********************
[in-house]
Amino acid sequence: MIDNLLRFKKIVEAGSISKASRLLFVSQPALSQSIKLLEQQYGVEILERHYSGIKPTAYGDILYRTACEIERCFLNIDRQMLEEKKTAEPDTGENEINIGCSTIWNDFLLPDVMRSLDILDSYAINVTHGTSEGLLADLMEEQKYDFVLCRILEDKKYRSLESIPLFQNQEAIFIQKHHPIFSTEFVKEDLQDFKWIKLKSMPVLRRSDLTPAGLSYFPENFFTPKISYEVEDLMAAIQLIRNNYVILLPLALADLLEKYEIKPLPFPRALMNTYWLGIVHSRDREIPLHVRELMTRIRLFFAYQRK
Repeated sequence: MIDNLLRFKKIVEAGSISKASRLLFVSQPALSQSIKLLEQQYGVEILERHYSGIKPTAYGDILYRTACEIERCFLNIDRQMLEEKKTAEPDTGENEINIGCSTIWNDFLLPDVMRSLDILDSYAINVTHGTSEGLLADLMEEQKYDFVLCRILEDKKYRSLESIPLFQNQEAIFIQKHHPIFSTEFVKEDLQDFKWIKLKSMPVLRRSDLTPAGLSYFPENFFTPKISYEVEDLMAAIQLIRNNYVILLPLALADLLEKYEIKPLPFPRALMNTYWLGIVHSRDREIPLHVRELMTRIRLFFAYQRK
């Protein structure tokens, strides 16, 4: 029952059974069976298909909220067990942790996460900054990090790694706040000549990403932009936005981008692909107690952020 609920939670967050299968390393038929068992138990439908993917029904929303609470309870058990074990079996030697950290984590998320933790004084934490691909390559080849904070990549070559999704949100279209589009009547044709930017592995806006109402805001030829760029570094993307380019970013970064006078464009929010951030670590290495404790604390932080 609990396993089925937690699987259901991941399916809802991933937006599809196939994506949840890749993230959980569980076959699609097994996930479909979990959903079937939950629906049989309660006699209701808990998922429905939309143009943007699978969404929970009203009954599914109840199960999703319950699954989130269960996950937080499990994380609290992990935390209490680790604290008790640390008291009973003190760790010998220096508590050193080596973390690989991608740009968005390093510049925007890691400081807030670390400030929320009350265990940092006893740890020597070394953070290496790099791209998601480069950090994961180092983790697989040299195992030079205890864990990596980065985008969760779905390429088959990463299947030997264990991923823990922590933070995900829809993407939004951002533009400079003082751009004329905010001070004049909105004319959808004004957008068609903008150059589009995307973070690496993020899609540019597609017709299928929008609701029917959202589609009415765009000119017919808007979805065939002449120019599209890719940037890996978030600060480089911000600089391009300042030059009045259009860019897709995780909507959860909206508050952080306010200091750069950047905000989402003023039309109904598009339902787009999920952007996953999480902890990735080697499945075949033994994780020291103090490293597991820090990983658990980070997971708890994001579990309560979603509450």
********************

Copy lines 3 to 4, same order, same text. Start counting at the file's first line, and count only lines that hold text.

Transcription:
Repeated sequence: MIDNLLRFKKIVEAGSISKASRLLFVSQPALSQSIKLLEQQYGVEILERHYSGIKPTAYGDILYRTACEIERCFLNIDRQMLEEKKTAEPDTGENEINIGCSTIWNDFLLPDVMRSLDILDSYAINVTHGTSEGLLADLMEEQKYDFVLCRILEDKKYRSLESIPLFQNQEAIFIQKHHPIFSTEFVKEDLQDFKWIKLKSMPVLRRSDLTPAGLSYFPENFFTPKISYEVEDLMAAIQLIRNNYVILLPLALADLLEKYEIKPLPFPRALMNTYWLGIVHSRDREIPLHVRELMTRIRLFFAYQRK
């Protein structure tokens, strides 16, 4: 029952059974069976298909909220067990942790996460900054990090790694706040000549990403932009936005981008692909107690952020 609920939670967050299968390393038929068992138990439908993917029904929303609470309870058990074990079996030697950290984590998320933790004084934490691909390559080849904070990549070559999704949100279209589009009547044709930017592995806006109402805001030829760029570094993307380019970013970064006078464009929010951030670590290495404790604390932080 609990396993089925937690699987259901991941399916809802991933937006599809196939994506949840890749993230959980569980076959699609097994996930479909979990959903079937939950629906049989309660006699209701808990998922429905939309143009943007699978969404929970009203009954599914109840199960999703319950699954989130269960996950937080499990994380609290992990935390209490680790604290008790640390008291009973003190760790010998220096508590050193080596973390690989991608740009968005390093510049925007890691400081807030670390400030929320009350265990940092006893740890020597070394953070290496790099791209998601480069950090994961180092983790697989040299195992030079205890864990990596980065985008969760779905390429088959990463299947030997264990991923823990922590933070995900829809993407939004951002533009400079003082751009004329905010001070004049909105004319959808004004957008068609903008150059589009995307973070690496993020899609540019597609017709299928929008609701029917959202589609009415765009000119017919808007979805065939002449120019599209890719940037890996978030600060480089911000600089391009300042030059009045259009860019897709995780909507959860909206508050952080306010200091750069950047905000989402003023039309109904598009339902787009999920952007996953999480902890990735080697499945075949033994994780020291103090490293597991820090990983658990980070997971708890994001579990309560979603509450």